Experienced advisers reflecting on their next career move have several options. Some feel ready to set up their own business, some set their sights on becoming a partner or director in the firm they already work for and others choose additional qualifications as a springboard to promotion or a more specialist role. But how do advisers ensure they make the right choice?
Dennis & Turnbull director and author of The Startup Coach Carl Reader says advisers wanting to start their own firm need to be brutally honest about their finances, their personal qualities and their motives. “Advisers can be good at what they do but not necessarily good at running a business,” he says.
According to Reader, it is important to know what would set the new proposition apart from others. He says: “Your life goals and business goals also need to tie up. If you want to achieve a turnover of £20m in five years that is only going to be achieved with hard work. You won’t do it while lying on a beach.”
It is also good to create a business plan, including how it will be financed and how that will be paid back, the CV of the business owner and a Swot analysis (strengths, weaknesses, opportunities and threats). The financial objectives of the business, including profit and loss projections and balance sheet projections, also need to be addressed.
Directly authorised or appointed representative?
Going directly authorised involves completing an application form and paying the required fee. Most firms will have straightforward applications and fees for these are lower than applications the FCA deems more complex. Directly authorised firms need to meet the regulatory requirements for compliance, put software systems in place and market their services.
Advisers that become appointed representatives of a network pay no FCA application fees but will give their network a share of their income in return for it taking responsibility for compliance and providing other services.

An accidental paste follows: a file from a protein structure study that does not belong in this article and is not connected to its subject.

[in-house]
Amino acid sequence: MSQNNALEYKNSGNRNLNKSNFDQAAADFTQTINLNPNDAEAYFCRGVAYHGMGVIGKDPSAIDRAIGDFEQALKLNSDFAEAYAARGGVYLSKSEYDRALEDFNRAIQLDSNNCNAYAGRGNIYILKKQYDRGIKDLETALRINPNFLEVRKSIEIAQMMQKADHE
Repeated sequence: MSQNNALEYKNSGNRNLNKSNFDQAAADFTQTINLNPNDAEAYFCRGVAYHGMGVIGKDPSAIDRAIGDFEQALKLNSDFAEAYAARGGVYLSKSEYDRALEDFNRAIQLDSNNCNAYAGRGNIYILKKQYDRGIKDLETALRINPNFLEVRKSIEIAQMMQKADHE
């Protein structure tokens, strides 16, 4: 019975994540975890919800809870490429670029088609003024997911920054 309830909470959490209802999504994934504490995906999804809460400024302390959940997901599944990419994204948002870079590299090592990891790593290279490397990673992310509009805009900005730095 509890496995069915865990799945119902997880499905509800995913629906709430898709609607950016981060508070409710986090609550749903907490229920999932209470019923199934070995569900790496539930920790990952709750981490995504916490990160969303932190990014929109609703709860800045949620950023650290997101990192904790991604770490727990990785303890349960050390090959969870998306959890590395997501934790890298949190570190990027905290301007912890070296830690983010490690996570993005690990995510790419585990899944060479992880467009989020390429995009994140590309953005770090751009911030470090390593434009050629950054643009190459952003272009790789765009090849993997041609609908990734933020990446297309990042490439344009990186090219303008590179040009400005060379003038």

Managing director of network Validpath Kevin Moss says this shared responsibility of advice given is the main benefit of becoming an AR. For him, the AR route is quicker, less onerous and generally less expensive than going DA. “This is because quite a bit of the procedural responsibilities devolve to the network. These would otherwise fall entirely upon the individual wishing to become authorised,” he says.
However, some advisers question whether joining a network means ARs are really in control and believe DA is a better fit for independent advisers. In a recent Money Marketing article Yvonne Goodwin Wealth Management managing director Yvonne Goodwin said it is better to go DA and get some compliance support as business owners are then answerable only to the regulator and their clients.
Getting noticed as an employee
Advisers who do not want the responsibility of their own business may want to become a director or partner in the firm they work for.
Platform Black managing director Caroline Langron says: “Having a core set of values and morals that align with the company’s, and the willingness to go above and beyond will help you stand out and make the transition to director as the most attractive and logical step.”
Additional qualifications beyond the level four minimum can be used as a base for advisers to drive their careers forward.